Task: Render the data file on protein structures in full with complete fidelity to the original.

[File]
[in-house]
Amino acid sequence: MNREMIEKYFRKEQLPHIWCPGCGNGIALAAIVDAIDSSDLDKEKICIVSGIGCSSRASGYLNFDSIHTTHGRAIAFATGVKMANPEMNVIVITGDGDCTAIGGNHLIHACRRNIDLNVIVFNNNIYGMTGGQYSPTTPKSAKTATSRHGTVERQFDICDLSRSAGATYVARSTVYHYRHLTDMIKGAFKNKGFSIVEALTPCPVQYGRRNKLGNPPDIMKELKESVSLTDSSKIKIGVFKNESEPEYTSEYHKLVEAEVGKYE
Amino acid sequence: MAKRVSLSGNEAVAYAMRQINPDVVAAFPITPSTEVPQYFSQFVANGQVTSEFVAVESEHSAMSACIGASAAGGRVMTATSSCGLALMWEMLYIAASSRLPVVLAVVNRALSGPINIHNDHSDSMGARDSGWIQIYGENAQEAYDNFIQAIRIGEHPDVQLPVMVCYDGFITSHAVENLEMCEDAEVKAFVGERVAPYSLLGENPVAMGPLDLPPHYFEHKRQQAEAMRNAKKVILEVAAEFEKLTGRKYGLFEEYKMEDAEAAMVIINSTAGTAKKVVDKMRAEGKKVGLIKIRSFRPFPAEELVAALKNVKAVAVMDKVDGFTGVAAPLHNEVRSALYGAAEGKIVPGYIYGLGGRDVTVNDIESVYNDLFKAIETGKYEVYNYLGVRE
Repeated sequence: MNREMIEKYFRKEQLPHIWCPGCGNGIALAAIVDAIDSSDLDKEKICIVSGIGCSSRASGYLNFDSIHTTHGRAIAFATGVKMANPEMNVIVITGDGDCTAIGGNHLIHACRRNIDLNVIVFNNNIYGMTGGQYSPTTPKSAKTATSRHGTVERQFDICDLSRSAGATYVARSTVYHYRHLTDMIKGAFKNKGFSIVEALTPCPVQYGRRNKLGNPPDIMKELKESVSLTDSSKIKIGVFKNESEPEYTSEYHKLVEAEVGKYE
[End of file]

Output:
[in-house]
Amino acid sequence: MNREMIEKYFRKEQLPHIWCPGCGNGIALAAIVDAIDSSDLDKEKICIVSGIGCSSRASGYLNFDSIHTTHGRAIAFATGVKMANPEMNVIVITGDGDCTAIGGNHLIHACRRNIDLNVIVFNNNIYGMTGGQYSPTTPKSAKTATSRHGTVERQFDICDLSRSAGATYVARSTVYHYRHLTDMIKGAFKNKGFSIVEALTPCPVQYGRRNKLGNPPDIMKELKESVSLTDSSKIKIGVFKNESEPEYTSEYHKLVEAEVGKYE
Amino acid sequence: MAKRVSLSGNEAVAYAMRQINPDVVAAFPITPSTEVPQYFSQFVANGQVTSEFVAVESEHSAMSACIGASAAGGRVMTATSSCGLALMWEMLYIAASSRLPVVLAVVNRALSGPINIHNDHSDSMGARDSGWIQIYGENAQEAYDNFIQAIRIGEHPDVQLPVMVCYDGFITSHAVENLEMCEDAEVKAFVGERVAPYSLLGENPVAMGPLDLPPHYFEHKRQQAEAMRNAKKVILEVAAEFEKLTGRKYGLFEEYKMEDAEAAMVIINSTAGTAKKVVDKMRAEGKKVGLIKIRSFRPFPAEELVAALKNVKAVAVMDKVDGFTGVAAPLHNEVRSALYGAAEGKIVPGYIYGLGGRDVTVNDIESVYNDLFKAIETGKYEVYNYLGVRE
Repeated sequence: MNREMIEKYFRKEQLPHIWCPGCGNGIALAAIVDAIDSSDLDKEKICIVSGIGCSSRASGYLNFDSIHTTHGRAIAFATGVKMANPEMNVIVITGDGDCTAIGGNHLIHACRRNIDLNVIVFNNNIYGMTGGQYSPTTPKSAKTATSRHGTVERQFDICDLSRSAGATYVARSTVYHYRHLTDMIKGAFKNKGFSIVEALTPCPVQYGRRNKLGNPPDIMKELKESVSLTDSSKIKIGVFKNESEPEYTSEYHKLVEAEVGKYE